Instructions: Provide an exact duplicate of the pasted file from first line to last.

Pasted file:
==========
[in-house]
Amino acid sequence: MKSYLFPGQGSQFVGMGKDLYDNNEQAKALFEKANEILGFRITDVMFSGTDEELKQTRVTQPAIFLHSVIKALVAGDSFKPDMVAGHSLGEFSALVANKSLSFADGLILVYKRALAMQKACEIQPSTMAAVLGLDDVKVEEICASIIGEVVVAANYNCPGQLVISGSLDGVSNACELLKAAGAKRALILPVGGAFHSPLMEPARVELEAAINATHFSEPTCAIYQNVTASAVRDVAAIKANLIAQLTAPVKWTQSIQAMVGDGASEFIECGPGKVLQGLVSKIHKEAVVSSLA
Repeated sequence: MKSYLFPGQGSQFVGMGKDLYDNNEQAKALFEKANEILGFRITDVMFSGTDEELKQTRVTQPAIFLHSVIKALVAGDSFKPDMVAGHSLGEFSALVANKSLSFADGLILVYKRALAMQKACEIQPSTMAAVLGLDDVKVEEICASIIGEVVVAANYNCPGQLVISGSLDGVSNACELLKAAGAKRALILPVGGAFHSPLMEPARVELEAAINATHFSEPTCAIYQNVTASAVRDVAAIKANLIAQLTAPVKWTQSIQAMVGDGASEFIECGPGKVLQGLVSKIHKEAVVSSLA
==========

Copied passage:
[in-house]
Amino acid sequence: MKSYLFPGQGSQFVGMGKDLYDNNEQAKALFEKANEILGFRITDVMFSGTDEELKQTRVTQPAIFLHSVIKALVAGDSFKPDMVAGHSLGEFSALVANKSLSFADGLILVYKRALAMQKACEIQPSTMAAVLGLDDVKVEEICASIIGEVVVAANYNCPGQLVISGSLDGVSNACELLKAAGAKRALILPVGGAFHSPLMEPARVELEAAINATHFSEPTCAIYQNVTASAVRDVAAIKANLIAQLTAPVKWTQSIQAMVGDGASEFIECGPGKVLQGLVSKIHKEAVVSSLA
Repeated sequence: MKSYLFPGQGSQFVGMGKDLYDNNEQAKALFEKANEILGFRITDVMFSGTDEELKQTRVTQPAIFLHSVIKALVAGDSFKPDMVAGHSLGEFSALVANKSLSFADGLILVYKRALAMQKACEIQPSTMAAVLGLDDVKVEEICASIIGEVVVAANYNCPGQLVISGSLDGVSNACELLKAAGAKRALILPVGGAFHSPLMEPARVELEAAINATHFSEPTCAIYQNVTASAVRDVAAIKANLIAQLTAPVKWTQSIQAMVGDGASEFIECGPGKVLQGLVSKIHKEAVVSSLA